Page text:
In conjunction with this standard, I am cognizant that Federal Rule of Civil Procedure 8(a)(2) “requires only ‘a short and plain statement of the claim showing that the pleader is entitled to relief.' Specific facts are not necessary; the statement need only ‘give the defendant fair notice of what the . . . claim is and the grounds upon which it rests.'” Erickson v. Pardus, 551 U.S. at 93 (citing Twombly, 550 U.S. at 596); see also Sensations, Inc. v. City of Grand Rapids, 526 F.3d 291, 295-96 (6th Cir 2008). I “may consider the Complaint and any exhibits attached thereto, public records, items appearing in the record of the case and exhibits attached to defendant's motion to dismiss so long as they are referred to in the Complaint and are central to the claims contained therein.” Bassett v. Nat'l Collegiate Athletic Ass'n, 528 F.3d 426, 430 (6th Cir. 2008).

         IV. Discussion

         CHC moves to dismiss Dirty D's claims of fraud, promissory estoppel, negligent construction, and negligent hiring, retention, and supervision on grounds that these claims cannot coexist with Dirty D's contract claims.

         A. Tort Claims

         “[U]nder Ohio law[, ] the existence of a contract action generally excludes the opportunity to present the same case as a tort claim.” Wolfe v. Cont'l Cas. Co., 647 F.2d 705, 710 (6th Cir. 1981) (citing Ketcham v. Miller, 104 Ohio St. 372 (1922)). Instead, a tort claim may be asserted only when “a party breaches a duty which he owes to another independently of the contract, that is, a duty which would exist even if no contract existed.” Battista v. Lebanon Trotting Ass'n, 538 F.2d 111, 117 (6th Cir. 1976) (“The tort liability of parties to a contract arises from the breach of some positive legal duty imposed by law because of the relationship of the parties, rather than from a mere omission to perform a contract obligation.”) (citing Bowman v. Goldman Bros. Co., 109 N.E.2d 556, 557) (Ohio Ct. App. 1952)); see also Hoskins v. Aetna Life Ins. Co., 6 Ohio St.3d 272, 276 (1983) (“[I]t is well established in Ohio that it is no tort to breach a contract, regardless of motive. Rather, the liability arises from the breach of the positive legal duty imposed by law due to the relationships of the parties.”) (citations omitted).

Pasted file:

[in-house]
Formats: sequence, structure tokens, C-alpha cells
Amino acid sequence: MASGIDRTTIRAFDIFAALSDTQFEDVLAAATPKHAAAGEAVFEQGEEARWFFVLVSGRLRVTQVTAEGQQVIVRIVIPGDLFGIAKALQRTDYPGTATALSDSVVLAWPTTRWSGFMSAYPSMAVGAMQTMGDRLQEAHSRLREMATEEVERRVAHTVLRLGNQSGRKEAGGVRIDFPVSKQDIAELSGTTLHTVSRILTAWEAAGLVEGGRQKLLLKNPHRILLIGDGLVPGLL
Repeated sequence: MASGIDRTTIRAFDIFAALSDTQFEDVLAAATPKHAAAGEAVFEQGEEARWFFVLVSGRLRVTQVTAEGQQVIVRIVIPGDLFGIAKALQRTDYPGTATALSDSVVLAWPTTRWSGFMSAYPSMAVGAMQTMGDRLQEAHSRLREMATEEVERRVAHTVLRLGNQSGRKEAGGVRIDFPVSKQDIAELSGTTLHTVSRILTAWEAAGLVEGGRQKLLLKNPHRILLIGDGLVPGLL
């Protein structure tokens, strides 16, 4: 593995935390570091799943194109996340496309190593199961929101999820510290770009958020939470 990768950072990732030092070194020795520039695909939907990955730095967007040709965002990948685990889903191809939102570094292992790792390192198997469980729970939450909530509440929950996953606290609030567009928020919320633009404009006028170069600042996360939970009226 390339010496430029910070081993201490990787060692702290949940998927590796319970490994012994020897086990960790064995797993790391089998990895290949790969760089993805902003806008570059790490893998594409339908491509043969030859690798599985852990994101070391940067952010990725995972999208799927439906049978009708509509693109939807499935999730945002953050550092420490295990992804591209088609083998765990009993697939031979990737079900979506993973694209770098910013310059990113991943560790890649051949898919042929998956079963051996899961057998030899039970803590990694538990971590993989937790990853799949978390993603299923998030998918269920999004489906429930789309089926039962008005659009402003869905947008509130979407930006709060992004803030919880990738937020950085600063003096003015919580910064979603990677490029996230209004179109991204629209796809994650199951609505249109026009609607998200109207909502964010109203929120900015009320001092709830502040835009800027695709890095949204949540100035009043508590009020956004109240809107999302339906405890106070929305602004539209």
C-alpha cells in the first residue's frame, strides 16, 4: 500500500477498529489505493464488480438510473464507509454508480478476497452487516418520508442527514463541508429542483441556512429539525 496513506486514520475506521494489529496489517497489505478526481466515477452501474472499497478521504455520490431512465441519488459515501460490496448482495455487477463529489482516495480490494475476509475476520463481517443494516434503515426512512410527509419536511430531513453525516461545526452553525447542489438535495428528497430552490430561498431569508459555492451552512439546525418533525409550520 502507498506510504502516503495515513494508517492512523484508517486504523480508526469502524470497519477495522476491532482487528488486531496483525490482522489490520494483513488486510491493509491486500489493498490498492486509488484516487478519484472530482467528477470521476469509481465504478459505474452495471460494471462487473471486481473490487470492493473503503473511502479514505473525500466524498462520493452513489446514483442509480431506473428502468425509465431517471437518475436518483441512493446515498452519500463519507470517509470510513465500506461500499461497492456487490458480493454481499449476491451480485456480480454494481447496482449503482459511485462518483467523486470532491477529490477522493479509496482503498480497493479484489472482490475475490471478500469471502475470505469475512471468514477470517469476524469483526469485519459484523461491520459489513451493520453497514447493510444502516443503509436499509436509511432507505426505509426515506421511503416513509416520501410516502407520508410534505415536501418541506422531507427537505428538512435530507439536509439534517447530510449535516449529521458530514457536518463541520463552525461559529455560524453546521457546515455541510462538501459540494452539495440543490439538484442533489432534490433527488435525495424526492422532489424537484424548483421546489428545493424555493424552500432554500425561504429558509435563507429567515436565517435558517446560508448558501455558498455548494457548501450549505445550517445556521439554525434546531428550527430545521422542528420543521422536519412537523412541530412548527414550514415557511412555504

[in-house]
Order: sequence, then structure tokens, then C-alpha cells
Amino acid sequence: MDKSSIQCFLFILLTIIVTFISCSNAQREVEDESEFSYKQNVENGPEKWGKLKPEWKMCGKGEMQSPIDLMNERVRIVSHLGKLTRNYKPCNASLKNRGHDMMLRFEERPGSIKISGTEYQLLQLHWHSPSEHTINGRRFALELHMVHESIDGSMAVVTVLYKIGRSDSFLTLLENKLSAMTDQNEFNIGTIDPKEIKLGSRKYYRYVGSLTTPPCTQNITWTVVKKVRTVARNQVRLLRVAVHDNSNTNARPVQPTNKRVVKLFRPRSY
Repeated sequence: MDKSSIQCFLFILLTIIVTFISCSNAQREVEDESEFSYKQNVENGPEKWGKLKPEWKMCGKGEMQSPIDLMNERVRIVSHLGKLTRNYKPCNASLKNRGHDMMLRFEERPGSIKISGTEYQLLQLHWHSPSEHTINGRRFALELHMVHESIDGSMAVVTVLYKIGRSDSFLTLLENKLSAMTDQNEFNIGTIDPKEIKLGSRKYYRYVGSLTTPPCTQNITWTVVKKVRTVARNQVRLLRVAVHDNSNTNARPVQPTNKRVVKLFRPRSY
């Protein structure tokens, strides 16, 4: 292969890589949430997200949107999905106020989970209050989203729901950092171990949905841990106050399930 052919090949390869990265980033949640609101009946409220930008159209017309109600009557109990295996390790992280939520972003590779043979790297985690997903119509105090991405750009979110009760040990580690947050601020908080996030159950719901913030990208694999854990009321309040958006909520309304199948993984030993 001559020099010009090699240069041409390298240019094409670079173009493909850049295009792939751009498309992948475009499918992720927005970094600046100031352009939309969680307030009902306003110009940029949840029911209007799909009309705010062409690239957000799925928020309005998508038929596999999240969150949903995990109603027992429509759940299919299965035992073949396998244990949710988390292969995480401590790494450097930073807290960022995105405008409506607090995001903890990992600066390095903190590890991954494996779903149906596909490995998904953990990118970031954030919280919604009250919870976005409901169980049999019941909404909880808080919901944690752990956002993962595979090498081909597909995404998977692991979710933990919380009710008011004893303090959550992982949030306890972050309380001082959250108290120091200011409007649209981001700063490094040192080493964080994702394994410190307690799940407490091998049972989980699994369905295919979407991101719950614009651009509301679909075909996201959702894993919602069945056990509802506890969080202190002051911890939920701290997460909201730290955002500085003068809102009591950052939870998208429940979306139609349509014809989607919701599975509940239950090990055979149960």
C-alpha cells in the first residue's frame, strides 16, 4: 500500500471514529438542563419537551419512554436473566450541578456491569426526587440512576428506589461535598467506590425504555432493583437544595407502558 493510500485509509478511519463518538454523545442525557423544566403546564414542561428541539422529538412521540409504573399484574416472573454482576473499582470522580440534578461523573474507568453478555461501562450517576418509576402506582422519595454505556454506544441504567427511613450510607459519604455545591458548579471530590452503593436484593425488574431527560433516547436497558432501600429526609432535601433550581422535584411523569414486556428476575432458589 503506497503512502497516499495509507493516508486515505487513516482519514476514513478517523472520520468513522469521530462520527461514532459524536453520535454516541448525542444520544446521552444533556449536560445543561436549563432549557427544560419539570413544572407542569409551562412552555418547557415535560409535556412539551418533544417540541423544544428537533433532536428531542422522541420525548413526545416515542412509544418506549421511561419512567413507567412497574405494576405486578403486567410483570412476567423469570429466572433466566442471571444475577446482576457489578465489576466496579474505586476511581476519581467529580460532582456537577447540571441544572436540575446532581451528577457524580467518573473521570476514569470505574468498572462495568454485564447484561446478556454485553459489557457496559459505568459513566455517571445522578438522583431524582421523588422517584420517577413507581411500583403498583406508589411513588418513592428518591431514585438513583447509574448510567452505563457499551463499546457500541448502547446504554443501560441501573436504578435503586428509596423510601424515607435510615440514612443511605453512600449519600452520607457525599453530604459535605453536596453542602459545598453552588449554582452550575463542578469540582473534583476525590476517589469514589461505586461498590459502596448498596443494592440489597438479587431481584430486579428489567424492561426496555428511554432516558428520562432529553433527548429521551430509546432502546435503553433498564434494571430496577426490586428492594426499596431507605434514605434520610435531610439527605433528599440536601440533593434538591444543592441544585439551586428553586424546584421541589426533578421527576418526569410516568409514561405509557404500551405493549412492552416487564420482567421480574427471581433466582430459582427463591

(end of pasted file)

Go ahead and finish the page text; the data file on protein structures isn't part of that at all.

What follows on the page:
1. Fraudulent Inducement Generally, “a breach of contract does not create a tort claim, regardless of the motive of the promisor.” Battista, 538 F.2d at 118; see also Ketcham, 104 Ohio St. 372, at syl. ¶ 1 (finding a breach of contract could not be converted to a tort regardless of whether “the breach was unlawful, willful, wanton, and malicious.”); The Salvation Army v. Blue Cross & Blue Shield of N. Ohio, 92 Ohio App.3d 571, 578 (Ohio Ct. App. 1993) (“The addition of the adverbs intentionally, willfully, and fraudulently will not change a breach of contract claim to one sounding in tort.”); Res. Title Agency, Inc. v. MorrealeReal Estate Servs., Inc., 314 F.Supp.2d 763, 774 (N.D. Ohio 2004) (“If the gravamen of the complaint is for breach of contract, the cause of action will not be transformed into one sounding in tort by the charge of tortious conduct or the addition of the adverbs intentionally, willfully, and fraudulently.”). But Dirty D's first claim is pled as one of fraudulent inducement which may coexist with a claim of breach of contract. See Res. Title Agency, Inc., 314 F.Supp.2d at 774-75. To establish a fraudulent inducement claim, “a plaintiff must prove that the defendant made a knowing, material ...